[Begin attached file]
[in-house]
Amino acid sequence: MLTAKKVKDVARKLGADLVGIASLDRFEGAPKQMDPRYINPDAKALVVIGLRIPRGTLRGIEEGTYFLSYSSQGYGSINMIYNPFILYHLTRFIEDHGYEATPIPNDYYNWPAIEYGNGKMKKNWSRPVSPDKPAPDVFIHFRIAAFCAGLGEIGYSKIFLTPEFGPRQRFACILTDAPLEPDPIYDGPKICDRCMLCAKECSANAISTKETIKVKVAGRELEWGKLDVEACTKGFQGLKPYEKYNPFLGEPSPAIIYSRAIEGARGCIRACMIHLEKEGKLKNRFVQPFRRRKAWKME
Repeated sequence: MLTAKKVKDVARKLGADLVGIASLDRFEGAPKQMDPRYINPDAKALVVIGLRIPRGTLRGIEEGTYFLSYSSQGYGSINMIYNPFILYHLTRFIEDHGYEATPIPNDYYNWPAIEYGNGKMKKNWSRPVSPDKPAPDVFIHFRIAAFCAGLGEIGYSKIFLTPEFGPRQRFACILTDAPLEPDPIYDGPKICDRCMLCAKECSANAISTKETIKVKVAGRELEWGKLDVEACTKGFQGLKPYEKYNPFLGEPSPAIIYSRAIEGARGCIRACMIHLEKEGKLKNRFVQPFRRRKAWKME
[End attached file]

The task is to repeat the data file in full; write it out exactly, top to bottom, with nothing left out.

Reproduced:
[in-house]
Amino acid sequence: MLTAKKVKDVARKLGADLVGIASLDRFEGAPKQMDPRYINPDAKALVVIGLRIPRGTLRGIEEGTYFLSYSSQGYGSINMIYNPFILYHLTRFIEDHGYEATPIPNDYYNWPAIEYGNGKMKKNWSRPVSPDKPAPDVFIHFRIAAFCAGLGEIGYSKIFLTPEFGPRQRFACILTDAPLEPDPIYDGPKICDRCMLCAKECSANAISTKETIKVKVAGRELEWGKLDVEACTKGFQGLKPYEKYNPFLGEPSPAIIYSRAIEGARGCIRACMIHLEKEGKLKNRFVQPFRRRKAWKME
Repeated sequence: MLTAKKVKDVARKLGADLVGIASLDRFEGAPKQMDPRYINPDAKALVVIGLRIPRGTLRGIEEGTYFLSYSSQGYGSINMIYNPFILYHLTRFIEDHGYEATPIPNDYYNWPAIEYGNGKMKKNWSRPVSPDKPAPDVFIHFRIAAFCAGLGEIGYSKIFLTPEFGPRQRFACILTDAPLEPDPIYDGPKICDRCMLCAKECSANAISTKETIKVKVAGRELEWGKLDVEACTKGFQGLKPYEKYNPFLGEPSPAIIYSRAIEGARGCIRACMIHLEKEGKLKNRFVQPFRRRKAWKME